# Interpolation of a Concave Mesh

I would like to have an algorithm that interpolates the values attached to nodes in a concave mesh mesh.

To be me precise, assume we have a point cloud P (e.g. in 3 dimensions) and a list of edges E connecting it with form a concave mesh in the form $$E=[[i_1,i_2],[j_,j_2],...]$$, where $$i,j$$ are nodes. Further assume that each point in P is associated with a value V (e.g. Temperature).

The algorithm I am looking for takes these objects together with an arbitrary point x in space and returns an interpolated value iff the point lies within the concave mesh and something unique if it doesn't (e.g. NaN). Hence if has a signature like:

f(P,E,V,x) -> float


To illustrate this a bit. The point cloud might look like this with the hull of the edges shown in gray.

The algorithms I found mostly deal with convex point clouds exclusively. In that case the Delaunay triangulation is unique (except in some edge cases) and the interpolation can be done e.g. with a linear barycentric interpolation. However, I haven't found anything general about concave meshes. Yet I assume that this is something that has some general use as well and there must exist something already that I am not aware of.

• I would consider splitting the domain into convex parts and constructing triangulation for each of those. Jan 11 at 14:36
• The problem with concave sets is that you need to know which points are on the boundary. If you don't know that, just skip a point in the gray line -- it just becomes an interior point. You have to label manually which points you want to consider as interior/boundary. Jan 11 at 16:19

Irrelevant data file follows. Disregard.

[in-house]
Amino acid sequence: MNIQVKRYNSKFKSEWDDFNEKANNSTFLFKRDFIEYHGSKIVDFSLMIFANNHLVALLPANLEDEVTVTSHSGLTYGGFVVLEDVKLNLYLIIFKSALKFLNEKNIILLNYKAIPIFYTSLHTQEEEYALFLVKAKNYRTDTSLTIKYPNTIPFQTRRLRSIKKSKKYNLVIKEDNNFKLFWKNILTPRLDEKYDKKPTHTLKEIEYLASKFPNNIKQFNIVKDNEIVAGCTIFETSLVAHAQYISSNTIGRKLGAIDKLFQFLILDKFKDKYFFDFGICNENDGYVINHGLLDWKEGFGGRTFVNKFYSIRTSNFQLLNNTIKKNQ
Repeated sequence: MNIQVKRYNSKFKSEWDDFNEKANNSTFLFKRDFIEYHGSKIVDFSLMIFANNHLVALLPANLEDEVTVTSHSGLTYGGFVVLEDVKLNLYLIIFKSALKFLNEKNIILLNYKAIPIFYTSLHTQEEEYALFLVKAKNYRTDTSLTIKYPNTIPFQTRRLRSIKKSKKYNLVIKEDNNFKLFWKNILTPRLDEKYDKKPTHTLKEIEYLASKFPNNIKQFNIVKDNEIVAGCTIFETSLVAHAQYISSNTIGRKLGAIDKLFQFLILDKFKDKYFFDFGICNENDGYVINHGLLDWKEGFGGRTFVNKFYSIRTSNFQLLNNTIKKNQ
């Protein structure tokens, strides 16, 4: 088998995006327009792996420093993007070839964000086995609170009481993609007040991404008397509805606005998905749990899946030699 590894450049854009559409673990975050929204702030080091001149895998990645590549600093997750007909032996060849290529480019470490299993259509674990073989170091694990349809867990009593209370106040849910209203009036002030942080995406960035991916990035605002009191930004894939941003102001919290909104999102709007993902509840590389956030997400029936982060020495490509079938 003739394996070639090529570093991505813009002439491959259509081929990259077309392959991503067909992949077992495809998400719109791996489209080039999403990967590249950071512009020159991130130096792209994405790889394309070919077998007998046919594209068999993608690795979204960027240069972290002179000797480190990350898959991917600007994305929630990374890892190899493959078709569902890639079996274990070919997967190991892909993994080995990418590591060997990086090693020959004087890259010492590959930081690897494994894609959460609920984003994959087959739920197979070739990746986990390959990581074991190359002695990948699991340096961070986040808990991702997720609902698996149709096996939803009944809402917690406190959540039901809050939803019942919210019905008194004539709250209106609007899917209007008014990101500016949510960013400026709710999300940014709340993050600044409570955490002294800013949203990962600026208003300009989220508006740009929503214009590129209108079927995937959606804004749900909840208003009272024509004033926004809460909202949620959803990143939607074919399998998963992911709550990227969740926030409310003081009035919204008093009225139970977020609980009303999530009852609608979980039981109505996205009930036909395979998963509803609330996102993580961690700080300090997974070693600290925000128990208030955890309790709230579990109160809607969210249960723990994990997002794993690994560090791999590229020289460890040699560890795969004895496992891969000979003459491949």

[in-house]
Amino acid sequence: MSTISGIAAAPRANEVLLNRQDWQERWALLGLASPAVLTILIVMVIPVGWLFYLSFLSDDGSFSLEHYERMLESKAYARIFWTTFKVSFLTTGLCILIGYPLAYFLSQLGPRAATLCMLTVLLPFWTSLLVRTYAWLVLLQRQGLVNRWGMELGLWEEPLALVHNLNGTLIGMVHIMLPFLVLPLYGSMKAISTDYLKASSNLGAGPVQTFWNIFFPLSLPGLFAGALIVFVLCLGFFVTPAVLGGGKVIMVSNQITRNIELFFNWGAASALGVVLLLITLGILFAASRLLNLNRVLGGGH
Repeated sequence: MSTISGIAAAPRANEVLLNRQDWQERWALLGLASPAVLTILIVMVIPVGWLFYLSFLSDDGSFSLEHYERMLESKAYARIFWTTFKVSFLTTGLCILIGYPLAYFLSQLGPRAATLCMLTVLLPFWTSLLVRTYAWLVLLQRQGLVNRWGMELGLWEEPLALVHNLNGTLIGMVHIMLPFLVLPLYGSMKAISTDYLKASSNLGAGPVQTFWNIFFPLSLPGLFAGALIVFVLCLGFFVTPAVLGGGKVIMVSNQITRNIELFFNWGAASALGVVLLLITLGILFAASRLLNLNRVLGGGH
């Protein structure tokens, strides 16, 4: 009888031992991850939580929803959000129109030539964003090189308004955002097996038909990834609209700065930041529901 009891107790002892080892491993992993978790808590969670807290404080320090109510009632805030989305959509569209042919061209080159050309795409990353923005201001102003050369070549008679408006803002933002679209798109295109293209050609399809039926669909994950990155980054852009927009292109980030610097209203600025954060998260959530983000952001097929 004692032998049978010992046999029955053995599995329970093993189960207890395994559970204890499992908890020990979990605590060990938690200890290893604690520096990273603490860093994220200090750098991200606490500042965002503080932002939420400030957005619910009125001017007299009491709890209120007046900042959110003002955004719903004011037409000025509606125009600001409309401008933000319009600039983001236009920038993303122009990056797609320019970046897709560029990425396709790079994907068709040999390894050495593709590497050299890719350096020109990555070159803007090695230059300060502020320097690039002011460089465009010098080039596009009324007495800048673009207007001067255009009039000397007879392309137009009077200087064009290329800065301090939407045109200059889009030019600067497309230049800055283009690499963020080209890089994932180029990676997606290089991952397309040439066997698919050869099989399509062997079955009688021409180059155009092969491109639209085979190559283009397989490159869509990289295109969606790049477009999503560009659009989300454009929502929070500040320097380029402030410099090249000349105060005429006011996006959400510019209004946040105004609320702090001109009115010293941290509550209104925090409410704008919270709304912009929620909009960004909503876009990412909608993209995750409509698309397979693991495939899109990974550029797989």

• Is your $E$ represent the connectivity by showing the ids of first and second points of the edge? Something like this: $E = [[i_{1},i_{2}],[j_{1},j_{2}],...]$? If yes, this becomes so easy. Jan 12 at 1:14
• You find the surface points by taking unique values of flattened array of $E$. Then, you reconstruct a surface by using your surface points based on Poisson surface reconstruction algorithm and then it's possible to build a distance function to examine if an arbitrary given point $x$ is in inside the reconstructed surface or not and then if it is inside, return an interpolated value based on your chosen stencil for interpolation. Jan 12 at 1:14
• @AloneProgrammer Yes I have the connectivity. Why are the surface points unique values in the flattened E? Each node on the surface is connected to two edges. These edges are not oriented in a specific way. Hence, the surface points are not unique (or am I mistaken?) What kind of distance function works for an arbitrary shaped n-dimentionsional polygon?
– ls.
Jan 12 at 9:09